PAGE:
Studium anglistiky na KAA UPOL

(4) Domesticity and Historicity in Early Nineteenth Century Novels.

(J. Austen, M. Edgeworth, and W. Scott).


T h e  B r i t i s h  R o m a n t i c  P e r i o d  (1785 - 1830)

[See "Background for Topics 2-5..."]

J a n e  A u s t e n  ( 1 7 7 5 – 1 8 1 7 )

L i f e :

- b. in a moderately Tory family

- her cousin died on the scaffold in Fr., her 2 brothers served as officers against Napoleon B. x but: never personally politically committed or involved in inter- / national affairs

W o r k :

< Maria Edgeworth

- limited subject: provincial E gentlefolk = society defined in terms of land, money, and class

- limited form: intricate, spare, and ironic novel of manners = examines and criticises the values men and women live by in their everyday social lives

- untouched by the political, intellectual, and artistic rev. of her age; conservative against the current radical enthusiasm:

(a) the war:

- at the margin even in novels introd. naval officers as characters

> Mansfield Park (1814) and Persuasion (1818)

(b) the agricultural depression, destitution, and rural pauperism:

- only as an occasion of genteel charity, or for scolding the poor ‘into harmony and plenty’

> Lady Catherine de Bourgh of Pride and Prejudice (1813)

(c) her conc.:

= getting married = the central preocc. for young leisure-class ladies with no oth. career than domesticity open to them

- against a realistic background = the test for her F protagonists of the practical sense, moral integrity, and knowledge of the world and oneself

- obliges the reader to participate in the moral processes of disciplined learning and judging

- advocates the merits of good conduct, good manners, sound reason, and marriage as an admirable social institution

- never scorns love x but: demands the complementary qualities of self-knowledge, self-discipline, and practicality

- her protagonists can be as intelligent as Elizabeth Bennet of Pride and Prejudice, or as witty, egotistic, and independent as Emma Woodhouse of Emma x but: all finally brought to mature judgement and, by proper extension, emotional fulfilment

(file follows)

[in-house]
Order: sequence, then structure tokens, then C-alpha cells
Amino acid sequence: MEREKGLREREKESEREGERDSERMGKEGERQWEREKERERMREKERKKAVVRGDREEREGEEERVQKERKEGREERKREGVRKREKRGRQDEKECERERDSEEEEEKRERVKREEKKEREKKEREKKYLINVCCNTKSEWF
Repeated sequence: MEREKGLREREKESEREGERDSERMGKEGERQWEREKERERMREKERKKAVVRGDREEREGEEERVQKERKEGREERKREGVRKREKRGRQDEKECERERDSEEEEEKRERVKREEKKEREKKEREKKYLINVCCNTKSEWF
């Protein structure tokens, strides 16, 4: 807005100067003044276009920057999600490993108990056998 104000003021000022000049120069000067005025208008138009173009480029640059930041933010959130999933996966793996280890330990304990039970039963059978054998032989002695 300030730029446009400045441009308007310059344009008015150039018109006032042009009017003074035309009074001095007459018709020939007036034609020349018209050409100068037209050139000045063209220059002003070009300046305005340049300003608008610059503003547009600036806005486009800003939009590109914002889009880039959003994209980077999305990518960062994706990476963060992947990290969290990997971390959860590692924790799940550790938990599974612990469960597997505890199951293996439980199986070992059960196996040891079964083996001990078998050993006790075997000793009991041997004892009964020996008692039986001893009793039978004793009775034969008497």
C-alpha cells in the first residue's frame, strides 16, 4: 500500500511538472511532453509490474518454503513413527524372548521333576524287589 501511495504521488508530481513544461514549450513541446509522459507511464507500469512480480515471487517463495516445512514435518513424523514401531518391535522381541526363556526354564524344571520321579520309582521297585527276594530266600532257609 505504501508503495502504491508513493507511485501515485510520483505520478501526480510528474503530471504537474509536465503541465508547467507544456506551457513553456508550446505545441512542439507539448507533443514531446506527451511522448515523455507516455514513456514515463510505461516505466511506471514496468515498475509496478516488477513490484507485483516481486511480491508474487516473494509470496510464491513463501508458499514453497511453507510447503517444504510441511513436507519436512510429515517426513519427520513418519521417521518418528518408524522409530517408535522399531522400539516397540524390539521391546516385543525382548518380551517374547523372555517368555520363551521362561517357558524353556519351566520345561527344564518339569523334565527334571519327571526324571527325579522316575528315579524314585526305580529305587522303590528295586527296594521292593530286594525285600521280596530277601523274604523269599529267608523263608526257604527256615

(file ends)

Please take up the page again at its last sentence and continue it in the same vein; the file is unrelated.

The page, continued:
Sense and Sensibility (1811):

= her 1st publ. novel

- gently ridicules the cult of sensibility, sentiment, and passion by an ironic exposure of affectation and by a steady affirmation of the virtues of restraint

- balances maturity against impulsiveness

Pride and Prejudice (1813):

- opens with one of the most famous lines in E lit.: ‘It is a truth universally acknowledged, that a single man in possession of a good fortune, must be in want of a wife.’

Mansfield Park (1814):

= perhaps the most pragmatic and the least romantic of her novels

- touches on the slave trade and the roots of the Br. upper-class’s wealth in corruption and exploitation

Emma (1816):

= perhaps the most perfectly construed, the best, and most representative of her novels

- concl.: the rebellious E. finds her personal liberation within the enclosure of the society by learning to respect and use its rules

Northanger Abbey (1818, posthum.):

= chronologically her earliest novel x but: publ. posthum.

- ridicules the taste for Gothic terrors and unsophisticated romances in her time

< incl. an elaborate parody on A. Radcliffe’s The Mysteries of Udolpho (1794)

Persuasion (1818, posthum.):

- connected with the Northanger Abbey:

(a) orig. bound up in one vol. and still so issued

(b) both set from part in the health resort Bath (A. lived there for several y.)

M a r i a  E d g e w o r t h  ( 1 7 6 7 – 1 8 4 9 )

L i f e :

= connected with Ir.: her understanding based on her grasp both of her family and the Ir. nation’s history

- sympathised with the oppressed Cath. majority x contradictorily convinced of the superiority of E manners

=> cherished the visionary hope of the regeneration both of the landowning aristocracy and its nation

W o r k :

F e m i n i s t  W r i t i n g s :

- conc.: radically criticized esp. the inadequacy of contemp. women’s education